The modelling of the cloudy sky irradiance [8, 9] is very difficult and is more related to local weather conditions.

In our in-house developed solar cell and PV module simulation program named SunIrradiance, we use the standard AM1.5 spectrum for the STC simulations or the Bird [5] spectral irradiance model upgraded for the cloudy sky conditions (*BirdUpg*) when outdoor conditions are analysed. As cloudy sky conditions were modelled only for a few places in Slovenia, we were seeking for a more universal irradiation model. The commercially available irradiation simulators like Meteonorm cannot be integrated in our simulation program and due to the interpolation of the input parameters usually cannot simulate solar irradiation for Slovenia truthfully. They normally can simulate the global irradiation, but they exhibit an error when the information on the diffuse light is needed. In this paper we are presenting a new, recently developed solar irradiation model (*SISIM*) for inclined surfaces where only the monthly values of solar irradiation are used as an input.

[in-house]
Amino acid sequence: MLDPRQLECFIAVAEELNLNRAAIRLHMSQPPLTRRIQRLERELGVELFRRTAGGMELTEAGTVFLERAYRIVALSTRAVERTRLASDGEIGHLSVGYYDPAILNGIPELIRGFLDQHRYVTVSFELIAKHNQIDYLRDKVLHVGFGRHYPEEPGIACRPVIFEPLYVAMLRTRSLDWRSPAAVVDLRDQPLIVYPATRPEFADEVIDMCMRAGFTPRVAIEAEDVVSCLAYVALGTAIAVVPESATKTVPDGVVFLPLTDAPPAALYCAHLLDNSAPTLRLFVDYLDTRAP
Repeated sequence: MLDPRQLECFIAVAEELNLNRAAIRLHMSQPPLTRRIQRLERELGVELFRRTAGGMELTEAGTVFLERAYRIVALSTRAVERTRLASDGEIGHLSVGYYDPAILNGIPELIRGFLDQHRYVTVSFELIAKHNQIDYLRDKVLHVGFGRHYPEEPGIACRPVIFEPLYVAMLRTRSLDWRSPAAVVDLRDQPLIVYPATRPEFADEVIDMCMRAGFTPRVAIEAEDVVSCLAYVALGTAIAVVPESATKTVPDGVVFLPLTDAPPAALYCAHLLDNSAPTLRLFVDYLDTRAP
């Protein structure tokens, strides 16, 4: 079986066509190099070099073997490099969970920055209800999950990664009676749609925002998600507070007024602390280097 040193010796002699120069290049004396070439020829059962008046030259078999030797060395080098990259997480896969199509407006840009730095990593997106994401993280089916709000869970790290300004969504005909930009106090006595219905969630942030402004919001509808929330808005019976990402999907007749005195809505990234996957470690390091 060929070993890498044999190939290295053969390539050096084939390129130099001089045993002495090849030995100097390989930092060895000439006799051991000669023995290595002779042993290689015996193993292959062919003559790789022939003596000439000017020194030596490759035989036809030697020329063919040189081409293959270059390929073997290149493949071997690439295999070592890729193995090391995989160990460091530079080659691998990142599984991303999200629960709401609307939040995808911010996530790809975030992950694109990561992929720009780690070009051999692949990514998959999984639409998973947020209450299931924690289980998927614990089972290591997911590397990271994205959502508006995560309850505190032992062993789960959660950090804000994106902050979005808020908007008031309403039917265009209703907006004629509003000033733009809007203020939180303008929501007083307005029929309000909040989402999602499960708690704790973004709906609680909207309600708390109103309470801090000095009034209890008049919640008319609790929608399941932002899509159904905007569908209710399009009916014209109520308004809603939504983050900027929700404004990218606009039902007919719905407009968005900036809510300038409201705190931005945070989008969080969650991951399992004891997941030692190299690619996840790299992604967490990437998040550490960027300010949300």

#### 2. New Solar Irradiation Model *SISIM* for Horizontal Surfaces

SunIrradiance was developed to simulate the behaviour of solar cells and PV modules under STC or any real outdoor conditions [10]. The program uses the one-diode model to simulate the *IV *characteristics of the solar cell: